“She kept it in a steamer trunk above the restaurant. She would pull it out many many times. We knew something was wrong and the paper was significant,” Yew Lee recalled. “She always felt the injustice had to be righted.”

Chow Lee was already retired in her late 80s when the family got in touch with the Chinese Canadian National Council, which had spearheaded the redress campaign. She immediately volunteered to be one of the lead claimants of the class-action lawsuit representing the head-tax-payers’ widows.

Chow Lee would travel in her wheelchair to fundraising events and rallies between Toronto and Ottawa to raise public awareness about Canada’s racist past against the Chinese.

“We approached many head-tax-payers and families to sue the government, but many turned down because they were ashamed of it and didn’t want to talk about it. But Mrs. Lee needed no convincing,” said Avvy Go, one of the lawyers involved in the lawsuit. “She was a true inspiration for all of us.”

Although the lawsuit was ultimately dismissed and subsequent appeals were denied, it set into motion talks with the government that ended in an official apology at the House of Commons on June 22, 2006.

Chow Lee was in the audience when then prime minister Stephen Harper apologized in Cantonese to the Chinese-Canadian community.

“Even though we didn’t win the lawsuit, Mrs. Lee never gave up hope. She never had any regret,” said Go. “She used her suffering to propel her to fight injustice and challenge the government head on for its treatment of the Chinese. She was a model not only for the Chinese, but all Canadians.”

Source: Quen Chow Lee, lead plaintiff in lawsuit over Chinese head tax, dies at 105 | Toronto Star

Chu Lai fought against anti-Chinese discrimination and won

One of the early Chinese Canadian pioneers in the struggle against discrimination and racism:

After he died while asleep at home at age 59, the Chinese community in Victoria turned out in huge numbers to say goodbye to one of the country’s pioneers. Chu Lai is not much remembered today, but in his day in the late 19th and early 20th century, he was known for fighting against racism toward Chinese immigrants at a time when it wasn’t popular. He was one of the wealthiest Chinese merchants in B.C., with a net worth estimated at $500,000.

On Wednesday, June 6, 1906, the Victoria Times Colonist reported about preparations for his public funeral.

The story said ceremonies included building a temporary altar for a Taoist priest to perform last rites in front of where Lai died. Everything was arranged by the Chinese Empire Reform Association, a political party started by the Chinese reformer and exile Kang Youwei in Victoria in 1899 to establish a constitutional monarchy in China. Chu was vice-president of the Victoria chapter when he died.

“Professional mourners who will be clad in sackcloth have been engaged to weep as they walk in a funeral procession,” the story said. “Every carriage in the city has been engaged, as also the services of a local brass band.”

Chu came Canada in the 1860s. A member of the Hakka minority in Guangdong in southern China, he made his fortune trading during the Cariboo Gold Rush. By 1876, he was successful enough to open the Wing Chong Company in Victoria.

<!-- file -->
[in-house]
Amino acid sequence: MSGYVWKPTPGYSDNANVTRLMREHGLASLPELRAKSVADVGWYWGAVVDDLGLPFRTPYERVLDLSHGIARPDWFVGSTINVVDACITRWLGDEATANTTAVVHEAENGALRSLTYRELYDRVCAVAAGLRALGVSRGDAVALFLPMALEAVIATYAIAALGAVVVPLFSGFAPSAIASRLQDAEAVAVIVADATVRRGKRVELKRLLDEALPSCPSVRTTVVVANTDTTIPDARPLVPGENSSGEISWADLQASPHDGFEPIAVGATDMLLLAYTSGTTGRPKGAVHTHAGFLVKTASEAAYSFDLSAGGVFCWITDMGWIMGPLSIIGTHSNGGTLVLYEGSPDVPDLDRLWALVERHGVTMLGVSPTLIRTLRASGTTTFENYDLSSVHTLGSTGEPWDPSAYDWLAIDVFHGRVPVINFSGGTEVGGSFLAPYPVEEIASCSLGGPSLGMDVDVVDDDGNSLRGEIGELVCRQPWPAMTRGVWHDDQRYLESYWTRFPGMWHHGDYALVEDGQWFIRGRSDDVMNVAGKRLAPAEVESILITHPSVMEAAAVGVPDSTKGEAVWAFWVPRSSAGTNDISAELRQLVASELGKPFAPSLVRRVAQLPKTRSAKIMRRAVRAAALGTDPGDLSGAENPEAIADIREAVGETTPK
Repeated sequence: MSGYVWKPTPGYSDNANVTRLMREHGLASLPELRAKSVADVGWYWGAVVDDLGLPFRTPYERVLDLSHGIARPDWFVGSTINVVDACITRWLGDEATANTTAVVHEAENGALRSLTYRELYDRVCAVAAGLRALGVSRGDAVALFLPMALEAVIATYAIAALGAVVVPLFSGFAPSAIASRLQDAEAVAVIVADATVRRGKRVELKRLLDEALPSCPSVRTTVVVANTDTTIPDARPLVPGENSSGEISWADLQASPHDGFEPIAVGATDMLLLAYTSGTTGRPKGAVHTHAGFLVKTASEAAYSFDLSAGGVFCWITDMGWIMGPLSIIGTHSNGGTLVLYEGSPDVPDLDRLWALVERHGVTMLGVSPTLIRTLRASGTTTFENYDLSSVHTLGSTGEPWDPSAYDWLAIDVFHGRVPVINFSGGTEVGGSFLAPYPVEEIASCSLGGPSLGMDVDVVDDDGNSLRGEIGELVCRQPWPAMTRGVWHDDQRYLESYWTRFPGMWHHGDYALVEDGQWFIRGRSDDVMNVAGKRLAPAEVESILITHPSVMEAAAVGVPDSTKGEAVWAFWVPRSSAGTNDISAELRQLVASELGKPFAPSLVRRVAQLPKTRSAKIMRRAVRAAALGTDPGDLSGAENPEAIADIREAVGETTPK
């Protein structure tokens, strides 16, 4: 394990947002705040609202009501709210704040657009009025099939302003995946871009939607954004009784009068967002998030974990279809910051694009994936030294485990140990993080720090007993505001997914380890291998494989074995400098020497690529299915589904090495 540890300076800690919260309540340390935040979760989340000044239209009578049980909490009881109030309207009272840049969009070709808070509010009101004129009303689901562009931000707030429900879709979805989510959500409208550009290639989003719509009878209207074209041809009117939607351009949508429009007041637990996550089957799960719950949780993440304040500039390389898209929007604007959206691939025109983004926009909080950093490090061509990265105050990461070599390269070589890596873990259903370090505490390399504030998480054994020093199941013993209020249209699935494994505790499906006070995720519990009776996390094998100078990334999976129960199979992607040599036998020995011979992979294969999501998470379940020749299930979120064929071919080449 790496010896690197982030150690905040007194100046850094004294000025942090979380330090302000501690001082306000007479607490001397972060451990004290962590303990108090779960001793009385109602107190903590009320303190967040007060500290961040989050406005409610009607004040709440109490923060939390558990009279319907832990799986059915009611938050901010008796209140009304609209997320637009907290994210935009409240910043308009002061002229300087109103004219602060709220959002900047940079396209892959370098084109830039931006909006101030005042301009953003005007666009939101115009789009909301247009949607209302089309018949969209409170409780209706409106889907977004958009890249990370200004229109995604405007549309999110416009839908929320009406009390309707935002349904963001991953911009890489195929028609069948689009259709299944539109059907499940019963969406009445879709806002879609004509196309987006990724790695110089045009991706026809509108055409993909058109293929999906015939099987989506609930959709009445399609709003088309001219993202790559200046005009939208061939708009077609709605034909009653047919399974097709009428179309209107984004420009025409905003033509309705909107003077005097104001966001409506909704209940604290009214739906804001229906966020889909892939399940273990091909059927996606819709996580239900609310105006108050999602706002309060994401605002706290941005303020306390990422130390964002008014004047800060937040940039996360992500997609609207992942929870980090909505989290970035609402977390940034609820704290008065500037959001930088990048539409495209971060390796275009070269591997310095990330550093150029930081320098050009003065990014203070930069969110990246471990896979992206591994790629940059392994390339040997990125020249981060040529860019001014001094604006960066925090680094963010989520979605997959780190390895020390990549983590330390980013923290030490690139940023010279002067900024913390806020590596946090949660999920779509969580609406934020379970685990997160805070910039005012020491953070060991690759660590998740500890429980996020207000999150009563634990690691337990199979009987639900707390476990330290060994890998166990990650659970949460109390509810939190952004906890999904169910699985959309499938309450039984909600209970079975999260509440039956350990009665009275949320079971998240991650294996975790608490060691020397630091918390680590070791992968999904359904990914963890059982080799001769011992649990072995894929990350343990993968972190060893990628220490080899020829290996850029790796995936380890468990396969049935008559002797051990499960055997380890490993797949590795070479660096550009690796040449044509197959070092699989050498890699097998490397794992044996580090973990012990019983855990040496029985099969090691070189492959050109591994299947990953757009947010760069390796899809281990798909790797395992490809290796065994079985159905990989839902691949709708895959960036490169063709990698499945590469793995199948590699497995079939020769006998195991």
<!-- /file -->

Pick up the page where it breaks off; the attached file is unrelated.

In 1885, Chu was a participant in a historic court case. A year before, the provincial legislature had passed the Chinese Regulation Act which put an annual tax of $10 on all Chinese residents over the age of 14.

Chu and another Chinese immigrant were charged and convicted of failing to pay the tax. Chu posted a bond of $250 and challenged the law in B.C. Supreme Court, according to the Dictionary of Canadian Biography.

In the precedent-setting case, the court ruled that the act was “ultra vires” — beyond the power of the provincial legislature.

Source: Chu Lai fought against anti-Chinese discrimination and won | Vancouver Sun

Lillian Eva Dyck, Victor Oh and Yuen Pau Woo: Canada’s sordid history of treating Chinese-Canadians as ‘undesirables’

Good and important recounting of this aspect of our history by these three senators:

As we celebrate the 150th anniversary of Canada’s Confederation, another anniversary must not go overlooked. May 14, 2017 marks 70 years since the repeal of the Chinese Immigration Act, the only law in Canadian history to bar a specific ethnic group from coming to Canada.

Today, roughly 1.5 million people of Chinese descent live in Canada. Although most arrived over the past two decades, the first significant wave began in the 19th century. Chinese migrants came to Canada during the 1850s for the gold rush in British Columbia’s lower Fraser Valley. Chinese prospectors earned little money because they were prohibited from working in mines until others had moved on from them.

Another wave of Chinese migrants came between 1881 and 1885 to build the Canadian Pacific Railway. They were exposed to harsh weather conditions and were tasked with the most dangerous and backbreaking jobs of building bridges over valleys and digging tunnels through mountains. These conditions led to 600 deaths, among the more than 15,000 Chinese labourers.

After the railroad was completed in 1885, many Chinese labourers remained in the country. Some headed for the prairies and eastern Canada, but most stayed in B.C.

Once Chinese labour was no longer needed, the government passed laws to limit and then prohibit Chinese immigration. In 1885, Sir John A. Macdonald’s government enacted the Chinese Immigration Act, which imposed a $50 head tax (more than $1,000 in today’s dollars) on all Chinese immigrants.